I recently had the pleasure of working with an amazing young lady named Kaleigh McClure, a 21-year-old aspiring model from central Maine. We met on a popular modeling website in September of 2017 (I’m a professional photographer), and as we became better acquainted during the planning phase leading up to our photo shoot, it became clear that Kaleigh had a story worthy of being told beyond the two-dimensional boundaries of photographs. This is Kaleigh’s story.
From the age of 2, Kaleigh began showing signs of a condition called alopecia areata, which causes hair loss. Initially, she experienced hair loss in small patches. Over time, her condition progressed into alopecia universalis, which results in the complete loss of scalp and body hair. During the span of time between meeting Kaleigh and writing this article, I have earnestly come to appreciate the way in which she has chosen to embrace her baldness in a society that expects a healthy woman (not undergoing chemotherapy) to have a full head of hair.
Most of us are aware that discriminatory behavior sadly still exists within our “civilized” society. That being true, it is probably not too difficult to imagine the amount of emotional and sometimes even physical abuse Kaleigh was subjected to during her childhood. I learned that she was often called “towel head” in middle school because she was permitted to wear head coverings to accommodate her condition. During her freshman year of high school, the very first wig she ever owned was ripped from her head; Kaleigh described this as a “horrifying experience.” Make no mistake, the list of unkind acts and derogatory remarks she has received is extensive. Worse still is the fact that the emotional abuse continues on into her adult years.
However, in spite of the negatives associated with Kaleigh’s alopecia, both past and present, the real focus and moral of her story is that of beauty and self-love. Kaleigh made the choice to grow, not wither away in anger and bitterness. She has been a cheerleader and has danced, modeled and loved her way past the ignorant and the mean-spirited while maintaining a sense of decorum. At 5 feet tall, Kaleigh is a giant among society, a society that could take a lesson from her as to what defines core beauty. The priceless specimen of beauty I am referring to is not unlike what occurs in nature upon certain landscapes that are seemingly barren and inhospitable. A mere seedling can rise from the ashes produced by a wildfire and thrive in the aftermath; an otherwise fragile flower can blossom among the thorny barriers and competing growth which surround it.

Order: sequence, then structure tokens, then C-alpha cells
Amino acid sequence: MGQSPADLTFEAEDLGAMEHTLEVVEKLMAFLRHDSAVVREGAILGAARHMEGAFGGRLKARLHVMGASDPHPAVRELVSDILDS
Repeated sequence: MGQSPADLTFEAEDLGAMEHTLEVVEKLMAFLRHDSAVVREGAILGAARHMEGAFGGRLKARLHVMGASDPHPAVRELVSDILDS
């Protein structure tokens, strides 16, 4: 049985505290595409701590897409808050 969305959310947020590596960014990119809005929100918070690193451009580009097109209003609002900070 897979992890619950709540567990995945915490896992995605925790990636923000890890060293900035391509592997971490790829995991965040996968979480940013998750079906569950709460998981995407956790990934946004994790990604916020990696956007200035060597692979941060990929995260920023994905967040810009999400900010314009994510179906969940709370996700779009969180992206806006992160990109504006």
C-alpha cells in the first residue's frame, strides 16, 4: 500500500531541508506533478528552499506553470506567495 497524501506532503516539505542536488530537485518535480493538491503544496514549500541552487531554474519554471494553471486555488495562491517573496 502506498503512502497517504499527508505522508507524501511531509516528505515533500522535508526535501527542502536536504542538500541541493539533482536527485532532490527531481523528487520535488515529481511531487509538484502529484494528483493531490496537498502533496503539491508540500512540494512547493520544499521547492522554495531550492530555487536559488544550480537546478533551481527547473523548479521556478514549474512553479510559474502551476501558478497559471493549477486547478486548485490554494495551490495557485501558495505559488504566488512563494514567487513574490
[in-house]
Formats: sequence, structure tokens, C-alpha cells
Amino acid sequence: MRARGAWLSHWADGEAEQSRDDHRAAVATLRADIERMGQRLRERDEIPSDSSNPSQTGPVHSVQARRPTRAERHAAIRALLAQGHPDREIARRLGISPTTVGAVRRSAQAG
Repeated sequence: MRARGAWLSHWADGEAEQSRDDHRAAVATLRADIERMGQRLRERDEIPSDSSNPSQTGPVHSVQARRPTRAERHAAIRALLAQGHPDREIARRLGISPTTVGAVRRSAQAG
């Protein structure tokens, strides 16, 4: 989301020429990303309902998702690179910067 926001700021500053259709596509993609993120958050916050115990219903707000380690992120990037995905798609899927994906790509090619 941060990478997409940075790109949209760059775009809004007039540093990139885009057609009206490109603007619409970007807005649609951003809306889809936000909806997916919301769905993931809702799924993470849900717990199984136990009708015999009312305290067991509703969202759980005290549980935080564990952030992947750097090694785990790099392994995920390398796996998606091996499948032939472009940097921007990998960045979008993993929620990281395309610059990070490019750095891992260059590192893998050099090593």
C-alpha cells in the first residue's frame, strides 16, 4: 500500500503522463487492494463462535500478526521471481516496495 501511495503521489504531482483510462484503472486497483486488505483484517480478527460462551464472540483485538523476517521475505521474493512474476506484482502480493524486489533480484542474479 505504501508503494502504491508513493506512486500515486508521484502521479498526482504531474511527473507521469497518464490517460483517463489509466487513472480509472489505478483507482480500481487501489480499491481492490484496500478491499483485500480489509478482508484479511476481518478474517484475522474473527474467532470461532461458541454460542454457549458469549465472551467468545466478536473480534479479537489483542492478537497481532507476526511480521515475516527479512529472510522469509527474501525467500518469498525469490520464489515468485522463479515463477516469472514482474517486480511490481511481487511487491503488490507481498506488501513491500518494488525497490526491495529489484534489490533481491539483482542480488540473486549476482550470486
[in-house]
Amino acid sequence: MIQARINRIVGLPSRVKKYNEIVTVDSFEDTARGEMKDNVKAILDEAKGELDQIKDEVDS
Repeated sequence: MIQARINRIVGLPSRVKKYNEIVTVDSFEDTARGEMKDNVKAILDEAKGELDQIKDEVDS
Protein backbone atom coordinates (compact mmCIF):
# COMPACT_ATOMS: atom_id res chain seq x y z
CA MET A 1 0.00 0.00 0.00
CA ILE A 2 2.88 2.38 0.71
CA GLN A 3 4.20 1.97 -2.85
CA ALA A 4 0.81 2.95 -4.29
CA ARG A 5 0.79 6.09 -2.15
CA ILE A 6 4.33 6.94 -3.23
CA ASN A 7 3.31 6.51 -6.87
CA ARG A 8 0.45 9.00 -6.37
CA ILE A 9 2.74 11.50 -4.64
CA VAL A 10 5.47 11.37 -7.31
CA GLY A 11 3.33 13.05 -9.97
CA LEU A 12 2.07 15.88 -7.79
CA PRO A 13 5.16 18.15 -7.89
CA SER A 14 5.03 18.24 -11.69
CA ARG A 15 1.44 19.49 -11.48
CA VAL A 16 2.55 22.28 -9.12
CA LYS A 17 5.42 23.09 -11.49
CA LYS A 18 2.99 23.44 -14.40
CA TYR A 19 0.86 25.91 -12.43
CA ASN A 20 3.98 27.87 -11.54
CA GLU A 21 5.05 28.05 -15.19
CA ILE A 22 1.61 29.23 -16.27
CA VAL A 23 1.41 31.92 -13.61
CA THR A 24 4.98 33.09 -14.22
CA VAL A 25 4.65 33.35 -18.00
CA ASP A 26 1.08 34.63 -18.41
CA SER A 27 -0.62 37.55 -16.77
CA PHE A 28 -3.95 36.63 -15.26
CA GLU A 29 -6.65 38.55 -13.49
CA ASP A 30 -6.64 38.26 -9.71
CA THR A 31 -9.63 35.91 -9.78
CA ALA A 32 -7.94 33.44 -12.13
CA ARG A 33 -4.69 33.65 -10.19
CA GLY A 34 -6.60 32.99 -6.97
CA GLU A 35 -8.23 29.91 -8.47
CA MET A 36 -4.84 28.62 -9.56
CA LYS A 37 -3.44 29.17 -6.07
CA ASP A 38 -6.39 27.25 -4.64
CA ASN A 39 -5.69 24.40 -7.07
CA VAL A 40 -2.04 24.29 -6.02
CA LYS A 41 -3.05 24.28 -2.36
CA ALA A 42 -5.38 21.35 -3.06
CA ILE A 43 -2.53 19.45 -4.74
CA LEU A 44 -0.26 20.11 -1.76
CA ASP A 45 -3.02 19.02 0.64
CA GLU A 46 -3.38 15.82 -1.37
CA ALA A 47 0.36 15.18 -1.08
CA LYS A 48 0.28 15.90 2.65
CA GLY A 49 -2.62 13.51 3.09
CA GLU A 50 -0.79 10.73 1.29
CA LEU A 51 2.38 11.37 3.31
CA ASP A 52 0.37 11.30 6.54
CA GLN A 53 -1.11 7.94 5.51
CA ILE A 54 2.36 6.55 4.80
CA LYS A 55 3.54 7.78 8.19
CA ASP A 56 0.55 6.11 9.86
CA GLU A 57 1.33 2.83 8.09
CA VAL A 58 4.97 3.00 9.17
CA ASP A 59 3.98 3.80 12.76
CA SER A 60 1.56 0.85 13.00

During my interview with Kaleigh I asked this concluding question: “What does that flower growing among thorns mean to you?” I have chosen not to include her answer because it is really our answer to that question that matters most—it is society as a whole that needs to re-evaluate what is deemed as the “standard of beauty” by a superficial system that measures such.
Ernest Sambrano of Posh Rocket Studio, located in central Maine, is a contemporary portrait photographer originally from southern California who specializes in working with the non-model/everyday woman. His fashion and beauty-inspired brand serves to produce an experience of transformation and self love. (poshrocket.com)
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